• identify theories of bilingualism, trans-languaging and dynamic language
  • appreciate the links between first and second language, identity and self-esteem: the emotional experiences of the multilingual child
  • evaluate teacher, teacher assistant, parent, and whole school responses to the multilingual child
  • theorise practice and pedagogy: what beliefs, theories and attitudes to language and the multilingual learner underpin teacher choices?
  • evaluate and critically compare policies connected with the teaching, learning and integration of the multilingual child into the mainstream school
  • evaluate, adapt and create resources and materials for their fit with the needs of the multilingual child.

Key Reading:

  • Conteh, J. (2015) The EAL teaching book: promoting success for multilingual learners. Revised 2nd edition. Los Angeles: Learning Matters.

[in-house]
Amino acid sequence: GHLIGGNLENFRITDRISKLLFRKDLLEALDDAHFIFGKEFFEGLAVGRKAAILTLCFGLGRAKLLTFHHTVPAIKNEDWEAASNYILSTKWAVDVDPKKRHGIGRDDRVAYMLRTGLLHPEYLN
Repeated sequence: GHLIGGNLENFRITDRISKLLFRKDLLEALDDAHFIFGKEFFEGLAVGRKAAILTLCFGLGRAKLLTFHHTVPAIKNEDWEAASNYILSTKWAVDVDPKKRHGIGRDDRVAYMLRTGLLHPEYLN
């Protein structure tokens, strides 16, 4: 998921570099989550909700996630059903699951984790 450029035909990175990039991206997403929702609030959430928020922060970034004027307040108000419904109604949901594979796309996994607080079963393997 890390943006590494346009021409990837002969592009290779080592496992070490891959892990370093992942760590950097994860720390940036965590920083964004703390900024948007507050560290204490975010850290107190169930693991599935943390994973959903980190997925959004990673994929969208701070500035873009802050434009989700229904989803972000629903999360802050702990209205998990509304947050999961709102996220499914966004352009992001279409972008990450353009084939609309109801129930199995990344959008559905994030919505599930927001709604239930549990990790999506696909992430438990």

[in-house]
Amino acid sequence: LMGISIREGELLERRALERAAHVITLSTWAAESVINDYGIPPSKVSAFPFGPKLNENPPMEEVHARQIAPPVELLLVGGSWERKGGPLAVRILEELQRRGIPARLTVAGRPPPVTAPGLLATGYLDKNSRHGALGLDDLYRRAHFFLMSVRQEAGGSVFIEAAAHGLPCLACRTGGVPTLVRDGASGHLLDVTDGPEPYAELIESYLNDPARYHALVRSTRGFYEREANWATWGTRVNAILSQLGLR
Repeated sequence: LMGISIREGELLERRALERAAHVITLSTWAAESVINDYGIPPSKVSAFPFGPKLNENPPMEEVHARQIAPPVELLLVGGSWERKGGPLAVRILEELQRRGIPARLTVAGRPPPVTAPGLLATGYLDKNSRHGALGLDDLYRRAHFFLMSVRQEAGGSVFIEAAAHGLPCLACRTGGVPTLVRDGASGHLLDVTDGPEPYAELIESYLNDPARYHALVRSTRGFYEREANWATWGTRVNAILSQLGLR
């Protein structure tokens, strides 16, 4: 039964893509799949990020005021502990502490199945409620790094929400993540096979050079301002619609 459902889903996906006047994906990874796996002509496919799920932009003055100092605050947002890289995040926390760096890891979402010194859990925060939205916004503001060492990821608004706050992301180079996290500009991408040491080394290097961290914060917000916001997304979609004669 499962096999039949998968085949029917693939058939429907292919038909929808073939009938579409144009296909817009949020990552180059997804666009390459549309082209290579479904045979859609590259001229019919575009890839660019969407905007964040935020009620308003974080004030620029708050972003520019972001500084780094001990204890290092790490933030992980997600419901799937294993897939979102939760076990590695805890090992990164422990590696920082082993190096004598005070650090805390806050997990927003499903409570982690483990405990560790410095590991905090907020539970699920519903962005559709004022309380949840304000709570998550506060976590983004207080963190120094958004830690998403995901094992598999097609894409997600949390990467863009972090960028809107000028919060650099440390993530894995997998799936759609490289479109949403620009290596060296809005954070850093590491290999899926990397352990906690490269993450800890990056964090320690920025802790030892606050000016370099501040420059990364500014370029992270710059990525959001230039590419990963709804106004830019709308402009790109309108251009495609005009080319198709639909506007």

• Cummins, J. and Swain, M. (2016) Bilingualism in education: aspects of theory, research and practice. London: Routledge.

Language acquisition

You will deal with theoretical and practical approaches to language acquisition and focus on second language acquisition, with priority given to approaches of special relevance to language learning and education. Key themes that you will cover throughout the session include: linguistic variation, codeswitching, sociopolitics and language policy, and language teacher training.

Key Reading:

Ortega, L. (2013) Understanding second language acquisition. Abingdon: Routledge.

Investigative practice

You will have the opportunity to apply knowledge and skills from the core modules to a specific work-based setting involving multilingual children, and to reflect on how these work in practice to enhance the child's learning experience.